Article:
When you own a Tesla, it's in part a lifestyle choice. The way you fuel the car is so different that you can not just expect to buy a car and follow the same routine you previously have. Even if you charge up overnight, you need to remember to charge, and there will be days when you can't. Long journeys also need planning, and given the longest range is about 260 miles, that means any return journey more than 130 miles from home, and realistically anything over 100 miles will need a top up. But don't be put off, just do some homework and you can nearly always manage the situation with very little alteration to your plans.
Tesla, like all motor manufacturers, have to publish consumption figures/range based on a usage pattern determined by the EU, called NEDC. This, like all cars, typically overstates the consumption figures. If you're prepared to drive at 45mph you may get the claimed consumption, but when cold, poor weather, at higher speeds and due to many other factors, you won't. The NEDC range is the Rated range, Tesla also (almost) helpfully also provide a Typical range, this is more useful although is still optimistic for many people.
It's also worth restating that other than a few specific cars, it's not advisable to charge to 100% regularly. A 90% charge upper limit is recommended. And of course, planning to arrive at your destination with zero range left is a game of Russian Roulette so you'd probably want to arrive with say 10% left bringing the working range down to an effective 80% of your potential maximum. Its easy to see a car with an NEDC/Rated range of 300, have a typical range of 230 and a working range of 185 miles, and then a little lower if the weather is bad or its cold. It's fair to say, few people drive that far in a day but it is only a round trip somewhere 100 miles away, even so, don't be put off.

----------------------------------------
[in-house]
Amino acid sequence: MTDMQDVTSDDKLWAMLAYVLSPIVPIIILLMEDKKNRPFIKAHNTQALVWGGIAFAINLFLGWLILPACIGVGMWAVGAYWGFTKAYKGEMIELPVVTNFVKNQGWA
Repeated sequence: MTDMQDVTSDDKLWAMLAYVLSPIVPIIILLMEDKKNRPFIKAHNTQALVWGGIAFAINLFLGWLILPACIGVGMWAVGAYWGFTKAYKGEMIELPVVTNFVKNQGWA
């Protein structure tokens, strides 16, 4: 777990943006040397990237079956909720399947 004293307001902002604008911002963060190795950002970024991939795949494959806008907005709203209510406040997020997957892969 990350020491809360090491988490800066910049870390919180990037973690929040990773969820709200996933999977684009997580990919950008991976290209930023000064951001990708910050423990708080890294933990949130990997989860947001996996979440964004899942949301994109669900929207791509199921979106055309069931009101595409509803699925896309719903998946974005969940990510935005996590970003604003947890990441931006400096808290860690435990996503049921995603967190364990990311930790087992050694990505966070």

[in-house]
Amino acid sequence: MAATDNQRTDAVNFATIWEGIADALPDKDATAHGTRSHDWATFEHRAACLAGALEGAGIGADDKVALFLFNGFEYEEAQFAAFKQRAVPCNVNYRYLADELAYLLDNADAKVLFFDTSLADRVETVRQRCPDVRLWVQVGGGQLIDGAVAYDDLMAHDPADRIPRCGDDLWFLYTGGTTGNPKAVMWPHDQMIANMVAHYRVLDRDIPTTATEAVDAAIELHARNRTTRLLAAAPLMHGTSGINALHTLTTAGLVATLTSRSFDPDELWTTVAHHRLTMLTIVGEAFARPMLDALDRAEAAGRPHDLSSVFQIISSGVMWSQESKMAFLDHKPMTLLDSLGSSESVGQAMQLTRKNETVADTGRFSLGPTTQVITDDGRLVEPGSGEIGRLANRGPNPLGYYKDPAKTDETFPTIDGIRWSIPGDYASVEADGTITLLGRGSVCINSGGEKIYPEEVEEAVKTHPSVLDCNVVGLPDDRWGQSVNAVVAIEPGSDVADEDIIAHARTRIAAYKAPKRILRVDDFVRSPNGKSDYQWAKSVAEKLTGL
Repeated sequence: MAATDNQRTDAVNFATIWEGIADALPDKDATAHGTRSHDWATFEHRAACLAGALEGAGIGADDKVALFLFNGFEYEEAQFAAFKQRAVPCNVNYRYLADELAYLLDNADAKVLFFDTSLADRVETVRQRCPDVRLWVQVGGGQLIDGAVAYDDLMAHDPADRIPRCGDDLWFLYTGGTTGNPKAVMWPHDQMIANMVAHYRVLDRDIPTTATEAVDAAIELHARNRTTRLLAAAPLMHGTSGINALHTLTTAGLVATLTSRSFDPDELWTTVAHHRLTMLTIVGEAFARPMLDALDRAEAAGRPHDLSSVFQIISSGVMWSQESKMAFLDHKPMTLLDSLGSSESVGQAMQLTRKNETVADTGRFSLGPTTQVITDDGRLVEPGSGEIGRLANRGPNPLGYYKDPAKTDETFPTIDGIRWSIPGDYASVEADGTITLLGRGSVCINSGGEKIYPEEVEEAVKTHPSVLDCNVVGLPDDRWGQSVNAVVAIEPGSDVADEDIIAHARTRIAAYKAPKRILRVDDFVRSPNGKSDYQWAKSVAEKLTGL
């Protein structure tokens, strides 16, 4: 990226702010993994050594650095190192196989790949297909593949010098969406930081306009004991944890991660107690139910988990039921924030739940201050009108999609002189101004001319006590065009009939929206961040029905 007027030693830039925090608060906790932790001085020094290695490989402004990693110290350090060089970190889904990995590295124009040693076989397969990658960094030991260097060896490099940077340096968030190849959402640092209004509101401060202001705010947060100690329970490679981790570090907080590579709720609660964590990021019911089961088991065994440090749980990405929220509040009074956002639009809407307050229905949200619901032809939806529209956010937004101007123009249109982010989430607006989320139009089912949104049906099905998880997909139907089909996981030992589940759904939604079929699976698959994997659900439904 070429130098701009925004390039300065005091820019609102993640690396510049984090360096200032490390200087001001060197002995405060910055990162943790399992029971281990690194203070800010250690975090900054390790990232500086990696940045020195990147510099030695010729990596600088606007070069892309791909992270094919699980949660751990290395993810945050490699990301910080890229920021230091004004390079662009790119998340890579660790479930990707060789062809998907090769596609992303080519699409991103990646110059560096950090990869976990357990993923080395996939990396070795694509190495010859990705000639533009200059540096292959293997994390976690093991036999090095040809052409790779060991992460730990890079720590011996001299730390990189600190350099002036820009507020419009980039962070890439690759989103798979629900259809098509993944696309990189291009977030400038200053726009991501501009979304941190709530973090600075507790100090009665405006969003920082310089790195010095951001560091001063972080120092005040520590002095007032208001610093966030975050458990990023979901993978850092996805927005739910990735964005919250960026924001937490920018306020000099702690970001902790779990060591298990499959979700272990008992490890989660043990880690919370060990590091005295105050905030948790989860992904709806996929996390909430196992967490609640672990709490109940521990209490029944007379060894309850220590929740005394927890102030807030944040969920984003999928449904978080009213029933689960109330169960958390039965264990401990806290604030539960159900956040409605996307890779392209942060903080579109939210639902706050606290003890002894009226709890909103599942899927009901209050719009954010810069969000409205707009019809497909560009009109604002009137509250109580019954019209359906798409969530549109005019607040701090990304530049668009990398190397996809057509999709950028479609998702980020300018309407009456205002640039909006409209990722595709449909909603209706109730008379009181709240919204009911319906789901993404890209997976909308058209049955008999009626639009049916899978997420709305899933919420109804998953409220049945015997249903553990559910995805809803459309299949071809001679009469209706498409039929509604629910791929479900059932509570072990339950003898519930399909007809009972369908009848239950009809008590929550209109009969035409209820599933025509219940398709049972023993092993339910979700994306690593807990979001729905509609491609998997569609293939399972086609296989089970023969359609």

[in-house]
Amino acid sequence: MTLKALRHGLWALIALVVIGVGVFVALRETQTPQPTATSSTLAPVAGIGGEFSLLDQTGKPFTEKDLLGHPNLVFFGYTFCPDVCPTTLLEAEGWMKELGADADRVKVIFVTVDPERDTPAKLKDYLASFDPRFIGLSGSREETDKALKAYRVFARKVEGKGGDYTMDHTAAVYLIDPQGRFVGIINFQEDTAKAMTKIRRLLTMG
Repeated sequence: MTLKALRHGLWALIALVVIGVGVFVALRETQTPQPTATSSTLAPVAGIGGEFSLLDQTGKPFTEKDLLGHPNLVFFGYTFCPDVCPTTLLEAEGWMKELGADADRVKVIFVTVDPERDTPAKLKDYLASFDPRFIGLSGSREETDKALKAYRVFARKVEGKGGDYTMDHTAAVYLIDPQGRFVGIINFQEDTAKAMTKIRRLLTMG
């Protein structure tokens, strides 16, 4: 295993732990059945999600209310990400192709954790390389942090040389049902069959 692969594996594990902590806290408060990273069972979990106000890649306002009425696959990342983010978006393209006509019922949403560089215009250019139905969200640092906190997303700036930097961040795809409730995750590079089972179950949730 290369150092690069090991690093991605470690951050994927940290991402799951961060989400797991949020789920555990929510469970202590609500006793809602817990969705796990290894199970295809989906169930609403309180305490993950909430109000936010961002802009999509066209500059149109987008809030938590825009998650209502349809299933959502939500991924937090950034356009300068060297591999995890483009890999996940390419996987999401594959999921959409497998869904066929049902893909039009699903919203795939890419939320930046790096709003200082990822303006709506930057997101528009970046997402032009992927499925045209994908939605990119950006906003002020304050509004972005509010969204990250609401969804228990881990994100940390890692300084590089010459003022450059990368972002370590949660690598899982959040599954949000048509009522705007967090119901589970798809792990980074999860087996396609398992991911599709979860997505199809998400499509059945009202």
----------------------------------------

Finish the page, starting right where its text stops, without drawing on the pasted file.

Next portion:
Secondly, some only charge up once or twice every week because they either don't use the car every day or their journeys are short. Short journeys across a few days, especially when the weather is cold, will significantly decrease range. In addition the car has something called "vampire drain", a small daily loss of charge. If you left your car at an airport for 7 days you can expect to lose anything up to 25 miles of range. Combined, te inefficiency of short journeys and vampire drain can result in those charging infrequently to be a low as 140 miles from an MS 75D. These losses can be reduced by turning off "always connected" and not checking on the cars status from on holiday twice a day, but if you're leaving your car at an airport, especially if you have valet parking, make sure it has a decent charge pf at least 35 miles for every week you are away.
The Model X can have a tow hook, and the model S roof bars, and when using these range can be further reduced. A model X 75D towing a caravan could have as low as a 90-mile range. Charging at most chargers would require the caravan/trailer to be unhitched first too.
Charging is such a big topic, we've created a standalone section for this
The efficiency of the cars, expressed as wh/m (or how much energy you need for every mile), varies on conditions just like any car. The biggest factors on efficiency are speed and weather. With the increase in charging point availability, and the relatively long range, most of the time you don't need to worry about efficient driving, but for when you do, these are our top tips: